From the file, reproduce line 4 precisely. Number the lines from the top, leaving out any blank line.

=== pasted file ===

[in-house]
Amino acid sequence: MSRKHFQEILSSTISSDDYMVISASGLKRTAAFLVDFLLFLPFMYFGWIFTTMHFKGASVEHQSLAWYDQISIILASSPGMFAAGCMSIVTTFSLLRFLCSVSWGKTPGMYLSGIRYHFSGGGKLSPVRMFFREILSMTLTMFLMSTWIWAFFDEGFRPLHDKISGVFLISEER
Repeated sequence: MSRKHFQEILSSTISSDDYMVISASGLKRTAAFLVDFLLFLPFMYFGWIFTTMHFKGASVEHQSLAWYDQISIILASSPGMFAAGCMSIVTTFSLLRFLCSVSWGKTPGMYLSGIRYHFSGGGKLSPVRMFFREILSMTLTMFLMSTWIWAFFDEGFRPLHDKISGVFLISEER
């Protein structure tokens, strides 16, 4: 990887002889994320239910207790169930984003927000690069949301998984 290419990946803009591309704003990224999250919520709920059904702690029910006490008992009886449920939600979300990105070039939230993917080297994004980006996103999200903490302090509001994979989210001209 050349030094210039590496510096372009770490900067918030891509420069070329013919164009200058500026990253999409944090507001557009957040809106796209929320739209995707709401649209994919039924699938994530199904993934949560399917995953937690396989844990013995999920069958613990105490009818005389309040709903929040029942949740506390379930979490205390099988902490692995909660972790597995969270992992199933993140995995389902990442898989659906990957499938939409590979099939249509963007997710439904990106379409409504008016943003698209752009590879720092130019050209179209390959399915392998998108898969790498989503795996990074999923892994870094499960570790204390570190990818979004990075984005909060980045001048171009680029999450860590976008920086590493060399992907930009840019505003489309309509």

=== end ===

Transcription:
């Protein structure tokens, strides 16, 4: 990887002889994320239910207790169930984003927000690069949301998984 290419990946803009591309704003990224999250919520709920059904702690029910006490008992009886449920939600979300990105070039939230993917080297994004980006996103999200903490302090509001994979989210001209 050349030094210039590496510096372009770490900067918030891509420069070329013919164009200058500026990253999409944090507001557009957040809106796209929320739209995707709401649209994919039924699938994530199904993934949560399917995953937690396989844990013995999920069958613990105490009818005389309040709903929040029942949740506390379930979490205390099988902490692995909660972790597995969270992992199933993140995995389902990442898989659906990957499938939409590979099939249509963007997710439904990106379409409504008016943003698209752009590879720092130019050209179209390959399915392998998108898969790498989503795996990074999923892994870094499960570790204390570190990818979004990075984005909060980045001048171009680029999450860590976008920086590493060399992907930009840019505003489309309509």